The concept of a National Complaints Day offering an iPad for the best complaint is the sort of event you would associate with a claim-chasing firm looking to drum up some cheap publicity.
In fact, the day, reported in last week’s Money Marketing, was promoted by the Financial Ombudsman Service.
Incentivising consumers with a glittering prize to complain about firms encourages the growth of a dangerous kind of complaint culture that does nobody any good.
Although there were many examples of endowment misselling which required compensation to be paid out, firms were also hit with an avalanche of unwarranted complaints which cost a huge amount of time and effort to resolve.
Many of these complaints where whipped up by claim-chasers and the growth of a culture where consumers were encouraged to “have a go” and complain as they have nothing to lose.
As an independent service for resolving disputes between financial firms and consumers, the FOS needs to promote itself to the masses to ensure people are aware they have someone to turn to if they feel they have been ripped off and the firm does not agree.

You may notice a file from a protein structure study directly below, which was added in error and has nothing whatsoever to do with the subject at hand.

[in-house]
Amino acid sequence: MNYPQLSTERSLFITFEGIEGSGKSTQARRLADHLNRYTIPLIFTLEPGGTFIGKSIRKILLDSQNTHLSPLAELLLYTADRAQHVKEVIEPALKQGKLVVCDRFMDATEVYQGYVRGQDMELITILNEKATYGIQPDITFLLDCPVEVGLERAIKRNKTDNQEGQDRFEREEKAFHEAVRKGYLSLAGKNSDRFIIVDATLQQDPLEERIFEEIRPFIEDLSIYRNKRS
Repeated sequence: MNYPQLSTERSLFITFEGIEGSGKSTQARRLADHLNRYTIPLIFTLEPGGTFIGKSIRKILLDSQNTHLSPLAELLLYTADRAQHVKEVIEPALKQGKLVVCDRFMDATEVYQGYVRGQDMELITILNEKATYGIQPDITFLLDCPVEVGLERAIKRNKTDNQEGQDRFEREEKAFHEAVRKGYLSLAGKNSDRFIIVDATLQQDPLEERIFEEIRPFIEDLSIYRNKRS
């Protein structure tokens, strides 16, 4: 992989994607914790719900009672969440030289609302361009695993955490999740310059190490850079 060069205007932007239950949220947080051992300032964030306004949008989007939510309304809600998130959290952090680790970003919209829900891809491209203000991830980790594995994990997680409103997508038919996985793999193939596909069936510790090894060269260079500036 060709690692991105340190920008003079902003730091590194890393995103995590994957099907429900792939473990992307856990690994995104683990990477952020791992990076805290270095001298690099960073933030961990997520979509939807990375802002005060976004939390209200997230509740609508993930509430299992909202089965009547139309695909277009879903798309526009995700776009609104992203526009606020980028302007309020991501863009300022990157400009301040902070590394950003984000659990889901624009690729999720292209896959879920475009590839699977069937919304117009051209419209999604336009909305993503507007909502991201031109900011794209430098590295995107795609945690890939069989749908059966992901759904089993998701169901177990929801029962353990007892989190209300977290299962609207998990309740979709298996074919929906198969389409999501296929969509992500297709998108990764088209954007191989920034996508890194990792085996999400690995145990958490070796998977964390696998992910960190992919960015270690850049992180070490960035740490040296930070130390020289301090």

But in promoting this day and the associated prize, the FOS has crossed the line from independent arbiter to complaint-generator.
The only encouragement anyone should need to complain is the belief that they have been missold and the desire to get their money back.
This iPad prize trivialises an important route for consumers to get compensation from firms, takes the focus off the goal of receiving appropriate compensation due to misselling and encourages an unhealthy complaint culture.
It appears very naive for the organisers of the day to claim that offering the iPad prize was not an attempt to stimulate complaints. Surely, the prime purpose of offering a prize is to get more people to enter the “competition”.
The prize has hit a very raw nerve with many IFAs who have suffered financially from frivolous complaints made against their firm by consumers who had been encouraged to complain without real justification.
At a time when the FSA is debating with the industry the rights and responsibilities of everyone involved in the buying, selling and advising of financial products this prize really does send out a terrible message.